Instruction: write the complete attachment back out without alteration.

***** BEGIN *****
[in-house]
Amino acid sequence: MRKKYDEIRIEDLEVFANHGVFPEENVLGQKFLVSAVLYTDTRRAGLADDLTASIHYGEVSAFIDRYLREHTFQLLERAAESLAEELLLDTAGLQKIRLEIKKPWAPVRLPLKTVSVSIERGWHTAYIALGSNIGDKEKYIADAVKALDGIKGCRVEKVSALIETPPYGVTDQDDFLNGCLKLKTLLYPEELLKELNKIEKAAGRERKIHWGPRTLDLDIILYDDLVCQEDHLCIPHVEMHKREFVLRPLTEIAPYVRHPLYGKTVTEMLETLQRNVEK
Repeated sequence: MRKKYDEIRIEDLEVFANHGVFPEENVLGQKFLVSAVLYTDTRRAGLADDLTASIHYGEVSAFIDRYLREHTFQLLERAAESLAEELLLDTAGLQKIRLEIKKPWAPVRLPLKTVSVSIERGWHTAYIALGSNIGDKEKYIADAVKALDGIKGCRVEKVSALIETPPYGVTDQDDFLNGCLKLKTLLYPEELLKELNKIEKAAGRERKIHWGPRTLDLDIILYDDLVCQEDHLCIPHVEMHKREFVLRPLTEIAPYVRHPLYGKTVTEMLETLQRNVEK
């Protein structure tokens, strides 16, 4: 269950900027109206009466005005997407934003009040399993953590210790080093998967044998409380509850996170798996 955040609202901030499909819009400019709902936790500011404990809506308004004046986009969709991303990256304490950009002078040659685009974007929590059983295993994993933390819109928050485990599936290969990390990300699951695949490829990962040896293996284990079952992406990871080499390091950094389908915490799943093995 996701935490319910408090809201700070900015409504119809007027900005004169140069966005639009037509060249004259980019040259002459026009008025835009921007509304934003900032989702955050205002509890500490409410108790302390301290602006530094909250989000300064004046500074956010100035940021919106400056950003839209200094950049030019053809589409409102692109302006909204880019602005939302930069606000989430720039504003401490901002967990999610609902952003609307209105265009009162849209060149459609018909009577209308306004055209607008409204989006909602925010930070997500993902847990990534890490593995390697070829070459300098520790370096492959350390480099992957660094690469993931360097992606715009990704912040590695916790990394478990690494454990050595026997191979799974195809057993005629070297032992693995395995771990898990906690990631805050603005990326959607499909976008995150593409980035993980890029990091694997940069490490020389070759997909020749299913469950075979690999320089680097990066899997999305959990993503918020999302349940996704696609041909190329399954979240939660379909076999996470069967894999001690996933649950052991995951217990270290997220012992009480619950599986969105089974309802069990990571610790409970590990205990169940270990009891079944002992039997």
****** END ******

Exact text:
[in-house]
Amino acid sequence: MRKKYDEIRIEDLEVFANHGVFPEENVLGQKFLVSAVLYTDTRRAGLADDLTASIHYGEVSAFIDRYLREHTFQLLERAAESLAEELLLDTAGLQKIRLEIKKPWAPVRLPLKTVSVSIERGWHTAYIALGSNIGDKEKYIADAVKALDGIKGCRVEKVSALIETPPYGVTDQDDFLNGCLKLKTLLYPEELLKELNKIEKAAGRERKIHWGPRTLDLDIILYDDLVCQEDHLCIPHVEMHKREFVLRPLTEIAPYVRHPLYGKTVTEMLETLQRNVEK
Repeated sequence: MRKKYDEIRIEDLEVFANHGVFPEENVLGQKFLVSAVLYTDTRRAGLADDLTASIHYGEVSAFIDRYLREHTFQLLERAAESLAEELLLDTAGLQKIRLEIKKPWAPVRLPLKTVSVSIERGWHTAYIALGSNIGDKEKYIADAVKALDGIKGCRVEKVSALIETPPYGVTDQDDFLNGCLKLKTLLYPEELLKELNKIEKAAGRERKIHWGPRTLDLDIILYDDLVCQEDHLCIPHVEMHKREFVLRPLTEIAPYVRHPLYGKTVTEMLETLQRNVEK
């Protein structure tokens, strides 16, 4: 269950900027109206009466005005997407934003009040399993953590210790080093998967044998409380509850996170798996 955040609202901030499909819009400019709902936790500011404990809506308004004046986009969709991303990256304490950009002078040659685009974007929590059983295993994993933390819109928050485990599936290969990390990300699951695949490829990962040896293996284990079952992406990871080499390091950094389908915490799943093995 996701935490319910408090809201700070900015409504119809007027900005004169140069966005639009037509060249004259980019040259002459026009008025835009921007509304934003900032989702955050205002509890500490409410108790302390301290602006530094909250989000300064004046500074956010100035940021919106400056950003839209200094950049030019053809589409409102692109302006909204880019602005939302930069606000989430720039504003401490901002967990999610609902952003609307209105265009009162849209060149459609018909009577209308306004055209607008409204989006909602925010930070997500993902847990990534890490593995390697070829070459300098520790370096492959350390480099992957660094690469993931360097992606715009990704912040590695916790990394478990690494454990050595026997191979799974195809057993005629070297032992693995395995771990898990906690990631805050603005990326959607499909976008995150593409980035993980890029990091694997940069490490020389070759997909020749299913469950075979690999320089680097990066899997999305959990993503918020999302349940996704696609041909190329399954979240939660379909076999996470069967894999001690996933649950052991995951217990270290997220012992009480619950599986969105089974309802069990990571610790409970590990205990169940270990009891079944002992039997």